In my first blog post discussing the U.S. Commission on Civil Rights’ new report on conflicts between nondiscrimination norms and religious liberty, I briefly discussed the roots of this conflict. I also noted that the Commission’s progressive majority (the Commission has a total of eight members, six of whom are progressives and two of whom are conservatives) have resoundingly resolved this conflict in favor of nondiscrimination. One finding in particular shades over from nondiscrimination into hostility toward traditional religious belief:

schools must be allowed to insist on inclusive values; 2) throughout history, religious doctrines accepted at one time later become viewed as discriminatory, with religions changing accordingly; 3) without exemptions, groups would not use the pretext of religious doctrines to discriminate; 4) a doctrine that distinguishes between beliefs (which should be protected) and conduct (which should conform to the law) is fairer and easier to apply; 5) third parties, such as employees, should not be forced to live under the religious doctrines of their employers [unless the employer is allowed to impose such constraints by virtue of the ministerial exception]; 6) a basic [civil] right as important as the freedom to marry should not be subject to religious beliefs; and 7) even a widely accepted doctrine such as the ministerial exemption should be subject to review as to whether church employees have religious duties.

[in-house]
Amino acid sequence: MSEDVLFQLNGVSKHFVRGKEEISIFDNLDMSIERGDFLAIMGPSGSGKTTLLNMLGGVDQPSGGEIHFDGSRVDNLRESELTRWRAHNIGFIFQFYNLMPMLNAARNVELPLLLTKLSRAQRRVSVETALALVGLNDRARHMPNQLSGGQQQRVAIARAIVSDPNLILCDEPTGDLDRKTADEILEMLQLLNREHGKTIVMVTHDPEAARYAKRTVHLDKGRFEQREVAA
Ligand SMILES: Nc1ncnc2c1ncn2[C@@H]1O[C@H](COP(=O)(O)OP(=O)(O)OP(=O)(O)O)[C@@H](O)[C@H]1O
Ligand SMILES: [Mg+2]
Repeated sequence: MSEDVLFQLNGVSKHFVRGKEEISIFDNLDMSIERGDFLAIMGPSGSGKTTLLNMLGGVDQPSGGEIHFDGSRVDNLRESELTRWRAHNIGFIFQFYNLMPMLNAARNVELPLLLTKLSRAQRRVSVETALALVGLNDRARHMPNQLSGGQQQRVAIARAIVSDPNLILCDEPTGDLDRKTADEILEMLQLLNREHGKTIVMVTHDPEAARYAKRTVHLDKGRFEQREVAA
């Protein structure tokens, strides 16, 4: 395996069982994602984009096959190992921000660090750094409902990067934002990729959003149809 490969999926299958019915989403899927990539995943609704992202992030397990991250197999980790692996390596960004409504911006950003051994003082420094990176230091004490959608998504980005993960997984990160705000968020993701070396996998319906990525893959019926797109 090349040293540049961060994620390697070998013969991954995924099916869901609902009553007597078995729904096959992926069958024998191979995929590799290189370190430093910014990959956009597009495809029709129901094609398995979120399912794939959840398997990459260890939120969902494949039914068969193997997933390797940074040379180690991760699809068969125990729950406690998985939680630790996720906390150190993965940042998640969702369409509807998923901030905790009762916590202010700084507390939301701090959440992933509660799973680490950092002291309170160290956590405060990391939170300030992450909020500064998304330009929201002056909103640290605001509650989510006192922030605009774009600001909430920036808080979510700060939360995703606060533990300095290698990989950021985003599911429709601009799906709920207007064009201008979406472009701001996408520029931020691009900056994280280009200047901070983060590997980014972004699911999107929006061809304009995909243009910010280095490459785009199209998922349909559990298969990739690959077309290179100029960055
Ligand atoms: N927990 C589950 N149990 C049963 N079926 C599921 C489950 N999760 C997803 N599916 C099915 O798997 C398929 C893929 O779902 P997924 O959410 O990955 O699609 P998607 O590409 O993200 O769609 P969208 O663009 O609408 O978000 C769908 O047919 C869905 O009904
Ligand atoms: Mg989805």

The Commission then specifically singles out and elaborates upon the second point:

religious doctrines that were widely accepted at one time came to be deemed highly discriminatory, such as slavery, homosexuality bans, and unequal treatment of women, and that what is considered within the purview of religious autonomy at one time would likely change.